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Spring Trout Fishing Tips

It’s that time of year again; the opening of trout season and everyone is gearing up and getting excited. Spring is when rivers and lakes are stocked and ready for anglers nationwide. Trout fishing is the fourth most popular fishing in America mainly due to the fight, abundance, and sweet flavor of these freshwater fish.

If you’re getting ready to take on the trout this year or maybe for the first time we’re here to help you prepare.

There are three different species of trout throughout the US, and they are popular in many lakes, rivers, and streams. Let’s get into the meat and potatoes here to help you get excited for trout fishing this spring.

It helps to understand that trout are a shy fish, they don’t share the ornery and angry behavior that bass have. This behavior means they require a bit more finesse and strategy in order for you to have success catching them.

Trout generally prefer cold waters, and they feed most often during the early morning and late evening. This is because they hide from bright light, so the sun tends to scare them away. Your best bet is fishing in shady covered rivers at dawn and dusk.

Another significant difference between trout and a lot of other fish is they prefer open water whereas many other fish prefer mucky and crowded areas. Trout like to hang around unobstructed areas like sand and gravel bases.

If you have never fished before, and you’re looking to catch trout, you don’t need to go too crazy and spend a ton of money to have success. Standard gear will get the job done, and you’ll be able to use all of this gear to catch other fish as well. Most of what you receive in your FishVault monthly fishing subscription box will work.

For trout fishing, consider using a six-foot medium action rod with a spinning reel. Depending on the size of fish you’re targeting you want to use a four or six-pound mono-filament line.

If you have a brand in mind go ahead and use it, but I don’t believe in buying into a specific rod brand. Everything you buy should reflect your budget and how often you plan on fishing.

The rigging gear you bring depends on where you are fishing. If you’re fishing a lake or pond with live bait, you’ll want to use a bobber with a couple of weights. If you’re fishing a shallow stream or river, you might want to consider a floating bait with a sinker.

Here’s a list of gear you want to have with you to provide options for your trip:

  • Rod
  • Spinning Reel
  • Four or six-pound mono-filament line
  • Split shot weights of assorted sizes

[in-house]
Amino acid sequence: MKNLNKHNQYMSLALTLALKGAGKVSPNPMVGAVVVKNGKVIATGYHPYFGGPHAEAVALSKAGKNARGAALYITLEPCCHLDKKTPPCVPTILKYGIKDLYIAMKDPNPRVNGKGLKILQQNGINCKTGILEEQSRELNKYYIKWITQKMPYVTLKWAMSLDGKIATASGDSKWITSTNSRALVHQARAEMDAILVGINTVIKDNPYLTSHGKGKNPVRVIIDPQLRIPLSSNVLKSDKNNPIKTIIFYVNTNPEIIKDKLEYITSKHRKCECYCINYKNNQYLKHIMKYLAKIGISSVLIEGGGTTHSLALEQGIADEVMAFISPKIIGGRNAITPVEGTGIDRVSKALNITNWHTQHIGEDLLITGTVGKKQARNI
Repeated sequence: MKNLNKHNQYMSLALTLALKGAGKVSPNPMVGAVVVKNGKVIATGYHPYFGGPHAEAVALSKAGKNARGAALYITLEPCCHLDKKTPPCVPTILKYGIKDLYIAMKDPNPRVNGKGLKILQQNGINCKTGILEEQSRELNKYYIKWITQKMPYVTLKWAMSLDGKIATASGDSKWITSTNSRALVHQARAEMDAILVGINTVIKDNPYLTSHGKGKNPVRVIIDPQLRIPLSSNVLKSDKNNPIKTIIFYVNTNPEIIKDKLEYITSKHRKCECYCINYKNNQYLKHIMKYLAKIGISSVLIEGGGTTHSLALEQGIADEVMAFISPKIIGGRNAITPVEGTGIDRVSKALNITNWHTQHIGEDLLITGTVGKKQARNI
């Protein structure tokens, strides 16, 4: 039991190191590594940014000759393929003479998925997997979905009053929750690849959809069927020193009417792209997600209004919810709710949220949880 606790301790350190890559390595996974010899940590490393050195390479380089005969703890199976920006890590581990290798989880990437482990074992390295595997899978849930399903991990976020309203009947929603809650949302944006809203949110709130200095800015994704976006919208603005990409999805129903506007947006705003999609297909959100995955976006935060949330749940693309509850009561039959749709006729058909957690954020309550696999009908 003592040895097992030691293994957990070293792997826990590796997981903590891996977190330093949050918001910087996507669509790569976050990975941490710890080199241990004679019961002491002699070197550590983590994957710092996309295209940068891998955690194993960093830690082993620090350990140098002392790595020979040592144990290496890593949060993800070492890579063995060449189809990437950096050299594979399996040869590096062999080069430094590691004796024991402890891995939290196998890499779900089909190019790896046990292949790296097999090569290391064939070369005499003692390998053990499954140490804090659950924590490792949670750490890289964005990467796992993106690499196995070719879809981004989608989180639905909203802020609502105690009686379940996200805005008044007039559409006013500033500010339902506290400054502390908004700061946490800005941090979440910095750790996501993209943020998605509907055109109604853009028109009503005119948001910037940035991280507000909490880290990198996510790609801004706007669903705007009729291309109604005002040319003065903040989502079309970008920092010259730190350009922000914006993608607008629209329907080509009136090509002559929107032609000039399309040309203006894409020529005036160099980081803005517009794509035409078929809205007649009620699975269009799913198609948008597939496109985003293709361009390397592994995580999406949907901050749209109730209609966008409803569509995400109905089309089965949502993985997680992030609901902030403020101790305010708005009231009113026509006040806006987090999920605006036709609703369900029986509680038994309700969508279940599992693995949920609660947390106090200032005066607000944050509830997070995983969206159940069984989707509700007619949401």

• Egg Sinkers
  • Hooks
  • One inch bobbers
  • Bait
  • Lures
  • Net
  • Tackle box
  • Fishing license


What about bait? The thing about fishing is it’s so subjective to the situation. You might head out one day using a specific bait or lure and absolutely kill and go back eight more times after and catch nothing. You can’t control the fish and make them do what you want so we can only consider the options and do our best.

There are a few different options you can use for trout bait, and everyone will have their own opinion on whether or not they work. These are some of the baits and lures that have worked best for us:

  • Powerbait
  • Live Worms
  • Minnows
  • Salmon Eggs
  • Tubes
  • Rubber Worms

Now you know what you need to catch the trout, but you need to know where to go. Trout are not hard to find in the US, and they’re available in every state, so chances are you won’t have to go very far.

Rather than telling you where to go, your best bet is to head out to a local tackle shop and talk to anglers in your area. This is the best way to find the ideal locations around your home to fish for trout. They can also help you get started with the right baits and lures as well.

Once you’ve settled on a location, we can get a bit more specific about exactly where the trout are hiding. Trout don’t hide that well, and they prefer open waters, so there isn’t a set strategy for catching them like there is for bass and most other freshwater fish.

There’s a couple of rules you can follow to help increase your chances though:

  • Don’t wear bright clothing
  • Fish early morning and late evening
  • Cast into the shade
  • Don’t fish rocky and jagged rivers
  • Trout like slow-moving water


A Few Extra Tips

  • Always talk to the locals
  • Don’t use old bait
  • Don’t buy into the hype, stick to what works
  • Don’t be stubborn, if something isn’t working, try something else
  • Tie a good knot and learn how to bait the hook properly


We hope these tips give you some more success the next time you head out to the trout stream.